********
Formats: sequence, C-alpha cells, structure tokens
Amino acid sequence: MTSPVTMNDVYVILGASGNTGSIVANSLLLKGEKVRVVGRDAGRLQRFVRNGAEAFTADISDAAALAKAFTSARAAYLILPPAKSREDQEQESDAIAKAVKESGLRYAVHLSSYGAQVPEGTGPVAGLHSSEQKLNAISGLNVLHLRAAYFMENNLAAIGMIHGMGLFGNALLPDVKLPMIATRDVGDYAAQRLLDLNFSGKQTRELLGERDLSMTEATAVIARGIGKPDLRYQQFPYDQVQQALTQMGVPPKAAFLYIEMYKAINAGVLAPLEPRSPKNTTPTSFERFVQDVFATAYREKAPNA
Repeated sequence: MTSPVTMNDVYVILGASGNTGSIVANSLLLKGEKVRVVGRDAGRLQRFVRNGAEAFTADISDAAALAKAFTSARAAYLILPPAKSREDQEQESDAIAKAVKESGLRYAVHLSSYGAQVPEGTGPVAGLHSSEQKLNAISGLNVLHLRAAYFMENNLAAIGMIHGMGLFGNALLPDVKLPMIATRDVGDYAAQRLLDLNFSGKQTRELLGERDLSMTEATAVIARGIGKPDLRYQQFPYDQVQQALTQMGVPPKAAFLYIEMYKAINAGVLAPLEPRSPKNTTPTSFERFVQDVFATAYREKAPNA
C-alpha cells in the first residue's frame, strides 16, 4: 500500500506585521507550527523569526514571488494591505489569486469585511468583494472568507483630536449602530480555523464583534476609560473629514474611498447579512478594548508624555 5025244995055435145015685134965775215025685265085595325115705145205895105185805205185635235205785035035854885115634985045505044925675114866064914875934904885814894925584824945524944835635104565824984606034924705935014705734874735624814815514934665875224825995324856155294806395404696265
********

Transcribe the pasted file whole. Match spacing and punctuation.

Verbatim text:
Formats: sequence, C-alpha cells, structure tokens
Amino acid sequence: MTSPVTMNDVYVILGASGNTGSIVANSLLLKGEKVRVVGRDAGRLQRFVRNGAEAFTADISDAAALAKAFTSARAAYLILPPAKSREDQEQESDAIAKAVKESGLRYAVHLSSYGAQVPEGTGPVAGLHSSEQKLNAISGLNVLHLRAAYFMENNLAAIGMIHGMGLFGNALLPDVKLPMIATRDVGDYAAQRLLDLNFSGKQTRELLGERDLSMTEATAVIARGIGKPDLRYQQFPYDQVQQALTQMGVPPKAAFLYIEMYKAINAGVLAPLEPRSPKNTTPTSFERFVQDVFATAYREKAPNA
Repeated sequence: MTSPVTMNDVYVILGASGNTGSIVANSLLLKGEKVRVVGRDAGRLQRFVRNGAEAFTADISDAAALAKAFTSARAAYLILPPAKSREDQEQESDAIAKAVKESGLRYAVHLSSYGAQVPEGTGPVAGLHSSEQKLNAISGLNVLHLRAAYFMENNLAAIGMIHGMGLFGNALLPDVKLPMIATRDVGDYAAQRLLDLNFSGKQTRELLGERDLSMTEATAVIARGIGKPDLRYQQFPYDQVQQALTQMGVPPKAAFLYIEMYKAINAGVLAPLEPRSPKNTTPTSFERFVQDVFATAYREKAPNA
C-alpha cells in the first residue's frame, strides 16, 4: 500500500506585521507550527523569526514571488494591505489569486469585511468583494472568507483630536449602530480555523464583534476609560473629514474611498447579512478594548508624555 5025244995055435145015685134965775215025685265085595325115705145205895105185805205185635235205785035035854885115634985045505044925675114866064914875934904885814894925584824945524944835635104565824984606034924705935014705734874735624814815514934665875224825995324856155294806395404696265